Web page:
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About Heart Surgery

General Information

Your heart pumps oxygen-rich blood throughout your body. When the arteries, which carry blood to the heart muscle, become blocked with plaque (fatty deposits), your doctor may want you to have heart surgery.

You will be taken to the operating room where you will get anesthesia to put you to sleep. You may be connected to a heart-lung machine. The lung portion of the machine supplies ox6ygen to your blood. The heart portion of the machine pumps blood throughout your body.

The two most common types of heart surgery are coronary artery bypass and heart valve repair or replacement.

  • Coronary artery bypass: Bypass surgery is done when plaque blocks the coronary artery. During bypass surgery your surgeon will take a vein from your leg or an artery from your chest wall to bypass (go around) the blockage. By bypassing the blockage, blood is able to flow to your heart muscle.
  • Heart valve repair or replacement: Valve repair or replacement is done when any of the heart’s four valves become damaged. These valves let the blood flow into and through your heart’s four chambers. Your heart has to work harder to get blood to the body when the valves are damaged. When medicine cannot correct this problem, heart valve surgery is needed. Your surgeon will either fix the damaged valve or replace it.

Preparing for the Hospital

While you wait for surgery (it may be days or weeks), you can get a good start on your recovery. Follow these guidelines:

  • Eat well. Your body will need vitamins and protein to speed healing.
  • Rest: Don’t let yourself get too tired before surgery. The more rested you are, the stronger you will be.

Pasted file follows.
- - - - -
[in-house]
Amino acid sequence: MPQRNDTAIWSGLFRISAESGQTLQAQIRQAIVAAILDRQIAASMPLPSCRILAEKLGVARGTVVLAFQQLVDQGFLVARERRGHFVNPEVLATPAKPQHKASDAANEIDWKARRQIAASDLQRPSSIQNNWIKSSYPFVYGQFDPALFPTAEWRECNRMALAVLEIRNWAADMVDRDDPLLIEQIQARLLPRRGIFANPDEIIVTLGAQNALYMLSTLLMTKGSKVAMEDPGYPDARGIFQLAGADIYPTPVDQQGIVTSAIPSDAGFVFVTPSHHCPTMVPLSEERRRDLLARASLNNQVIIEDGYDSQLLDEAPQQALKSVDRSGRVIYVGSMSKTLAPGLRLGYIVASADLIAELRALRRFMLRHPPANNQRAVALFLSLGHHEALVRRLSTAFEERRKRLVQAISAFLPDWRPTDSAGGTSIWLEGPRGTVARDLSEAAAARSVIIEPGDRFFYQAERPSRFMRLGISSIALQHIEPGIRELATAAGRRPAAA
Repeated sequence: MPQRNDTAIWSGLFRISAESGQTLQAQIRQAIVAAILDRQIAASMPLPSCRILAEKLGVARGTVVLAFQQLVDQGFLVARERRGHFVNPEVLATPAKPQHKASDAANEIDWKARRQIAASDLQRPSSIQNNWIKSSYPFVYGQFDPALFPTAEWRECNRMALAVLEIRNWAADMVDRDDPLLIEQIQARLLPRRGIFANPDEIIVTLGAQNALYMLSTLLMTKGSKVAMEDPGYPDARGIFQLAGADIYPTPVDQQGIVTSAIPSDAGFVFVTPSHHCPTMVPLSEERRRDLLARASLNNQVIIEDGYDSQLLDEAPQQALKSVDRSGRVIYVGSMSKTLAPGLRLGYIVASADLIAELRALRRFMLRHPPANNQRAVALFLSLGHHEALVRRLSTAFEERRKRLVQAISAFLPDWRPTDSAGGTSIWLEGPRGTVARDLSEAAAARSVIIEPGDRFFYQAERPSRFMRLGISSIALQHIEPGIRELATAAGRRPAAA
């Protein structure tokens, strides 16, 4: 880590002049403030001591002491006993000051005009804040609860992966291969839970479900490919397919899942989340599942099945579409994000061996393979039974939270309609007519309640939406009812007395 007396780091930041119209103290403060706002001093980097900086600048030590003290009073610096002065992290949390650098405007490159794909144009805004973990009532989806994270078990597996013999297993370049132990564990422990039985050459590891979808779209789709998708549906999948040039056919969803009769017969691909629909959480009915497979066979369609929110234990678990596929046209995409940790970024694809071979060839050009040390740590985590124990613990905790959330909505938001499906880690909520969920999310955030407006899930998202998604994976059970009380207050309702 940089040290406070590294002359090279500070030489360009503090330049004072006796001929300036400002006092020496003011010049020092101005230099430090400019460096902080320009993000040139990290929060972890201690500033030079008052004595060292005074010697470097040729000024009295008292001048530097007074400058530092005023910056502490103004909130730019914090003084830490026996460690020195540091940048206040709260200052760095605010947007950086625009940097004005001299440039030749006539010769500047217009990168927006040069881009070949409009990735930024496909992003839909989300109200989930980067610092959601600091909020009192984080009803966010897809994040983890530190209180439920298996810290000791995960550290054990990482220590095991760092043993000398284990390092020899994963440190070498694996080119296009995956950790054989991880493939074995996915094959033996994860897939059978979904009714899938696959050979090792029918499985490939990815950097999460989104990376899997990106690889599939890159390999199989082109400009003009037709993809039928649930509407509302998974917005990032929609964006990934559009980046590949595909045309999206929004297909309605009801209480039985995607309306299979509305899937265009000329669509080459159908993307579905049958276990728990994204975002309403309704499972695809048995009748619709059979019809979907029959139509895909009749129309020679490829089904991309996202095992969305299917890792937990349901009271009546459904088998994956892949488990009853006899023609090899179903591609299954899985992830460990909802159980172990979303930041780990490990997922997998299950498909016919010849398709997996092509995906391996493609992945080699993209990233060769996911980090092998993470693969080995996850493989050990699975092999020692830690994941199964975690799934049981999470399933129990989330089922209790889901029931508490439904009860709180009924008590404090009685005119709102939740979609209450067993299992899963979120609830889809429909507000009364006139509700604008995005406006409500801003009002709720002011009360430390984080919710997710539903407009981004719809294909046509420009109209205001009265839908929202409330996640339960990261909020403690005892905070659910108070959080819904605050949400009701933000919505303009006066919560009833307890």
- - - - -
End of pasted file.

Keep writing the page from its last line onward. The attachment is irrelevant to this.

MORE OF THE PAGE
• Stop smoking. Smoking makes your heart and lungs work harder than they should. This will make your recovery more difficult.
  • Exercise: Routine exercise, as ok’d by your doctor, will help you relieve stress and help strengthen your body. Stop any exercise if you feel signs of your heart problem and call your doctor right away.
  • All heart surgery and some of our vascular surgery patients will be instructed about coming to the hospital for outpatient teaching/routing just a day or so before your surgery. You will be encouraged to bring with you a friend or family member/caregiver, and please plan on spending 4-5 hours at the hospital for this process. During this visit, your health care team will be preparing you for and teaching you about your surgery and recovery. You will have blood drawn, meet with anesthesiology, review medications and skin preparation and will receive thorough instruction by the nursing team.

Call your doctor if you have any questions about the above guidelines.

Preparing for the Surgery

  • Eat your regular meal the night before surgery. You will not be able to eat or drink after midnight the day before your surgery.
  • You will meet the staff members who will take care of you. These may include the anesthesiologist, cardiovascular care unit nurse and social services.
  • You will sign a consent form for the surgery.
  • Some tests are necessary before surgery and may include blood work, a chest x-ray, urine test, an electrocardiogram (EKG), vein mapping and spirometry.
  • You will shower and then use a cleaning cloth with a special antiseptic solution the evening before and morning of surgery. The surgery site(s) will be clipped the day of surgery.
  • You will remove any dentures and glasses or contact lenses.
  • All jewelry (including body piercings) must be removed before surgery and should be left at home. If you are unable to remove a ring, special equipment will be used to cut the ring.
  • You will go to the pre-anesthesia room where the anesthesiologist will connect special intravenous (IV) lines which will let your body be monitored during and after the surgery.
  • Your family will be taken to the Surgical Waiting Room.

Recovering at the Hospital

  • You will be taken to your room where a nurse will watch you closely. You will be connected to tubes and machines that monitor you.
  • Your family will be able to visit while you are in the intensive care phase. The nurse will talk to you and your family about the machines and what they do. You will stay in the intensive care phase until your condition is stable.
  • As your body heals, the tubes and machines will be taken away and you will begin to increase your activity.
  • Cardiac rehabilitation staff members will guide you in progressive exercises.
  • As your healing progresses, you will receive information on how to care for yourself at home.